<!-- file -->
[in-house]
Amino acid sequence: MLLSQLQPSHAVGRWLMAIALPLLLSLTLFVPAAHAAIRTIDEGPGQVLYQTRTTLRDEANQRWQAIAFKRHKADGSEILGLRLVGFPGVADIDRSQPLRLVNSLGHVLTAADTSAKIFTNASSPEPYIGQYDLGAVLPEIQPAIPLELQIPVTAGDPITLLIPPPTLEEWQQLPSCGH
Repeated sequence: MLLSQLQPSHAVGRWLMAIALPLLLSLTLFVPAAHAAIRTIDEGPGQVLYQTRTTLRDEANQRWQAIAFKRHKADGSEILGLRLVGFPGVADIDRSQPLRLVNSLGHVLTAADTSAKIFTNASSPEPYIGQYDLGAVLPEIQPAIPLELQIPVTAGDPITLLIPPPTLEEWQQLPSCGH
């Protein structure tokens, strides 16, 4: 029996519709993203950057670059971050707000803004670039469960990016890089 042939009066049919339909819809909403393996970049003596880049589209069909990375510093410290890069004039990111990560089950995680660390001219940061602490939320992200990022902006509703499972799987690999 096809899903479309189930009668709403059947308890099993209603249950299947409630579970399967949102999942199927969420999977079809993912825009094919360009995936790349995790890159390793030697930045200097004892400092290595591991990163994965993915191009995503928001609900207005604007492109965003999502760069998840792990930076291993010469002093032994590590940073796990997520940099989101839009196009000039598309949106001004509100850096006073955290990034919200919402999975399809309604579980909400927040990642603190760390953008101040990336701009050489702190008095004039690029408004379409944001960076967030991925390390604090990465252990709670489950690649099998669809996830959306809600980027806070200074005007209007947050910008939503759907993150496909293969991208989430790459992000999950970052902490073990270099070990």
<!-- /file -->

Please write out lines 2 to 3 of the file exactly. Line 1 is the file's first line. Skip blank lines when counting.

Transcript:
Amino acid sequence: MLLSQLQPSHAVGRWLMAIALPLLLSLTLFVPAAHAAIRTIDEGPGQVLYQTRTTLRDEANQRWQAIAFKRHKADGSEILGLRLVGFPGVADIDRSQPLRLVNSLGHVLTAADTSAKIFTNASSPEPYIGQYDLGAVLPEIQPAIPLELQIPVTAGDPITLLIPPPTLEEWQQLPSCGH
Repeated sequence: MLLSQLQPSHAVGRWLMAIALPLLLSLTLFVPAAHAAIRTIDEGPGQVLYQTRTTLRDEANQRWQAIAFKRHKADGSEILGLRLVGFPGVADIDRSQPLRLVNSLGHVLTAADTSAKIFTNASSPEPYIGQYDLGAVLPEIQPAIPLELQIPVTAGDPITLLIPPPTLEEWQQLPSCGH